H.264 rumor

Cringley writes that he’s fairly certain Apple will begin including hardware-based H.264 decoding and encoding to every Mac sold. That would be a sweet NAB stocking stuffer for the industry’s annual Christmas-in-April bash. Before getting all warm and fuzzy about Apple showing us video pros the love, realize it’s not our encoding Apple cares about. It’s about making Mac Minis ass kicking DVRs.

This will change everything. Soon even the lowliest Mac will be able to effortlessly record in background one or more video signals while the user runs TurboTax on the screen. Macs will become superb DVR machines with TiVo-like functionality yet smaller file sizes than any TiVo box could ever produce. In a YouTube world, the new Macs will be a boon to user-produced video, which will, in turn, promote the H.264 standard. By being able to encode in real time, the new Macs will have that American Idol clip up and running faster than could be done on almost any other machine. Add in Slingbox-like capability to throw your home cable signal around the world and it gets even better. Add faster video performance to the already best-of-league iChat audio/video chat client, and every new Mac becomes a webcam or a video phone.

The thing I love about Cringley rumors is that whether or not they come to fruition, they usually should. ThinkSecret rumors don’t have such a track record. Think Final Cut Extreme.

One Thought on “H.264 rumor

  1. Ken Broomfield on March 9, 2007 at 2:07 pm said:

    From the Cringely quote: “In a YouTube world, the new Macs will be a boon to user-produced video, which will, in turn, promote the H.264 standard.”

    But YouTube uses Flash video, which is H.263 not H.264, though I guess you can upload Quicktime H.264 to YouTube, which they will then recompress to terrible-quality H.263. Hardware encoding will probably be very nice for Blu-ray, HD-DVD and other HD encoding, as well as the DVR and Slingbox-like features mentioned.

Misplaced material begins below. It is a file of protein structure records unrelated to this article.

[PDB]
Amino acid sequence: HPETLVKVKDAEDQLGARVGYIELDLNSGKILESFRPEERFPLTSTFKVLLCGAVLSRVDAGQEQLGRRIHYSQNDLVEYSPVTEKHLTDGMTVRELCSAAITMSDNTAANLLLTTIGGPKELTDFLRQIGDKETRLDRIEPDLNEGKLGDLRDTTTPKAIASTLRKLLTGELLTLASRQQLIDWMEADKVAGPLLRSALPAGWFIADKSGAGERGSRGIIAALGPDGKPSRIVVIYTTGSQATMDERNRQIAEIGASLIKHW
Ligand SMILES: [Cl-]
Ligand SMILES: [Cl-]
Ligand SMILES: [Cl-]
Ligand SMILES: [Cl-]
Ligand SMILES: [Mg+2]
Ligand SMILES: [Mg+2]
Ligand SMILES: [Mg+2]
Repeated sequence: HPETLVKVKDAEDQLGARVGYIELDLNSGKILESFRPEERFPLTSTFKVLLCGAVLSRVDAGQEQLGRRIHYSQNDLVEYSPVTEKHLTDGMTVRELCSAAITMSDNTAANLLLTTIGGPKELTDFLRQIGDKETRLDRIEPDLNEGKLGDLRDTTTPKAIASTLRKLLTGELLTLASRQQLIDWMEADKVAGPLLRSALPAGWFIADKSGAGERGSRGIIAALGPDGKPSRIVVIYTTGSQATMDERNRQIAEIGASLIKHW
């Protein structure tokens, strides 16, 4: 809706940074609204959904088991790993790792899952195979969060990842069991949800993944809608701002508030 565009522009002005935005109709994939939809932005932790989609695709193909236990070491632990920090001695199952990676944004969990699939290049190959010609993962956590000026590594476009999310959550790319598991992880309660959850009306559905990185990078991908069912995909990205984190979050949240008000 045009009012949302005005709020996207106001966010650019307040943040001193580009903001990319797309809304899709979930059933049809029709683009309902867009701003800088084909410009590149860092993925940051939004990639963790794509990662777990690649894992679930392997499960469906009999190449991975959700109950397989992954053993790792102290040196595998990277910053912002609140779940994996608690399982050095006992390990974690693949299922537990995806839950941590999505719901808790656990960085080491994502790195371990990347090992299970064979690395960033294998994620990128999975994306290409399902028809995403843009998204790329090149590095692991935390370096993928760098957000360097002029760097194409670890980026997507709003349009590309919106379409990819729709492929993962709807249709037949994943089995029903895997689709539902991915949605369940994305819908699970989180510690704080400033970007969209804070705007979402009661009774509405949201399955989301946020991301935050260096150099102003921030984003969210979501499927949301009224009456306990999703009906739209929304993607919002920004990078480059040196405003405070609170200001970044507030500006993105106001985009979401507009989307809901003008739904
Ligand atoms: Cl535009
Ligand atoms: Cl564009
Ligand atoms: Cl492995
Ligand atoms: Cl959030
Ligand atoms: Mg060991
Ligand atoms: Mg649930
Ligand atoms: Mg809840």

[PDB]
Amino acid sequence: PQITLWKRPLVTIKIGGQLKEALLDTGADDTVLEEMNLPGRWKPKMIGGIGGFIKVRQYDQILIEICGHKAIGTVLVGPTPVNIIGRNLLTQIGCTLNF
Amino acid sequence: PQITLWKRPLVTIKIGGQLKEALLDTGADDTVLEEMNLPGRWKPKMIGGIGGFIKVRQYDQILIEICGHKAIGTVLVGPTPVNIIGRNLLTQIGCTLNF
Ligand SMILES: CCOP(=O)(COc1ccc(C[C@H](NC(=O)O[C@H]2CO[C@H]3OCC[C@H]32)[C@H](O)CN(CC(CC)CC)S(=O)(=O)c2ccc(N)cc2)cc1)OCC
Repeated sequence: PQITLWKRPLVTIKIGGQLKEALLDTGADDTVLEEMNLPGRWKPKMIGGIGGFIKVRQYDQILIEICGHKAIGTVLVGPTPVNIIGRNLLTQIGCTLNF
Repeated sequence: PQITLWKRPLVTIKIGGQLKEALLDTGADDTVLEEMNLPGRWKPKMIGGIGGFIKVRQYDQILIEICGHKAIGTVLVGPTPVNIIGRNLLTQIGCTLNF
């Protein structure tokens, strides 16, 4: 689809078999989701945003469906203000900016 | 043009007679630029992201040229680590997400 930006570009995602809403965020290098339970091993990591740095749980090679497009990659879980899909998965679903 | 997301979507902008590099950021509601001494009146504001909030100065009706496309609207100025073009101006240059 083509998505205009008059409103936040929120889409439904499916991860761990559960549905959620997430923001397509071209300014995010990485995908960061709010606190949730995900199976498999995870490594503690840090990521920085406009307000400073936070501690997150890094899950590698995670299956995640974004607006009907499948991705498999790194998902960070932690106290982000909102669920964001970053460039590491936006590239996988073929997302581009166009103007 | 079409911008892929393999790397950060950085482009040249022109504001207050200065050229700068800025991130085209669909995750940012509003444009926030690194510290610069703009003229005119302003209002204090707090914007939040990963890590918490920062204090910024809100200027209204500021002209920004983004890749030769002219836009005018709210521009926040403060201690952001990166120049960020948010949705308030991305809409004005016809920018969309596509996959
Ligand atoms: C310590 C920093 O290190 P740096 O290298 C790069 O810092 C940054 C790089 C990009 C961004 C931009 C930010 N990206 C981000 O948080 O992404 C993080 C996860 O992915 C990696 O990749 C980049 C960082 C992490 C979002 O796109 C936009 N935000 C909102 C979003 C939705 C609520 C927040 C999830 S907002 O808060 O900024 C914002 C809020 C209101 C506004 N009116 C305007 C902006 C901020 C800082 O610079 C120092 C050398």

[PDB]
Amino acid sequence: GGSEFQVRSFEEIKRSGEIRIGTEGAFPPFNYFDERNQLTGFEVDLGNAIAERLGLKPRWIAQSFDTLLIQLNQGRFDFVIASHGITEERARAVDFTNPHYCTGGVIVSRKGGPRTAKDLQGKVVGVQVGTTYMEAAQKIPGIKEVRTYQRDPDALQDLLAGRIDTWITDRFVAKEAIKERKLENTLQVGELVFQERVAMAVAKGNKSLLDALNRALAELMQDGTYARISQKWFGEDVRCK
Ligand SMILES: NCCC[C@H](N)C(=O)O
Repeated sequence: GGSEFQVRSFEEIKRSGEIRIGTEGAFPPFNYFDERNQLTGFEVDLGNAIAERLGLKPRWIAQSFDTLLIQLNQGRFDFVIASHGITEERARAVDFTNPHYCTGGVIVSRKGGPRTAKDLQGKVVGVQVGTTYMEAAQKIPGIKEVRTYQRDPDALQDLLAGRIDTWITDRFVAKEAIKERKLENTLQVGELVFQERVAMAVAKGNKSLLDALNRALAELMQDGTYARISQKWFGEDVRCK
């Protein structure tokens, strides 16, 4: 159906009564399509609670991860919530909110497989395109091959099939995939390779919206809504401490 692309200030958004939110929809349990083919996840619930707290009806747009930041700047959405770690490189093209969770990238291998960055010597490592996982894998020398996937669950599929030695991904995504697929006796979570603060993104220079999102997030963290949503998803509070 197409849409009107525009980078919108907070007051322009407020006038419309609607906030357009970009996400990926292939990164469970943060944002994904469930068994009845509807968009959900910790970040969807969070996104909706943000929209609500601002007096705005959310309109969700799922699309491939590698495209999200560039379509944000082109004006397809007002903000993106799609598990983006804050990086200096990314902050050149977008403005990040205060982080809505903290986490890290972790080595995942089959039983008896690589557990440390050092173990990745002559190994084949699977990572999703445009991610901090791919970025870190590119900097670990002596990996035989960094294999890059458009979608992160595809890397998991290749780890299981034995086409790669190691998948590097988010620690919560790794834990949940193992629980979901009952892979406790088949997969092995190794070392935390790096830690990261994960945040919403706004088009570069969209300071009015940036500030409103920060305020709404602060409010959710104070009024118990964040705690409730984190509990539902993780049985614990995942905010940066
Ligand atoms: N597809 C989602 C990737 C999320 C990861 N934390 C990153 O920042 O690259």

I wonder whether the encoder hardware will support MPEG-4 in general (esp., Divx/Xvid) or just H.264, which is a subset of MPEG-4.

    I also wonder what the cost of the chip will be and whether there are any quality tradeoffs (esp., whether one can do two-pass VBR encoding for higher quality). Decode-only hardware will leverage the economies of scale created by Blu-ray and HD-DVD, but a real-time encoder might be expensive at first. And remember when Apple included the Philips Trimedia chip in a high-end Mac, which then failed to garner much software support? Of course the landscape is much different now.

    “The thing I love about Cringley rumors is that whether or not they come to fruition, they usually should.”

    I stopped reading Cringely because of his talent for technical gaffes. 🙂

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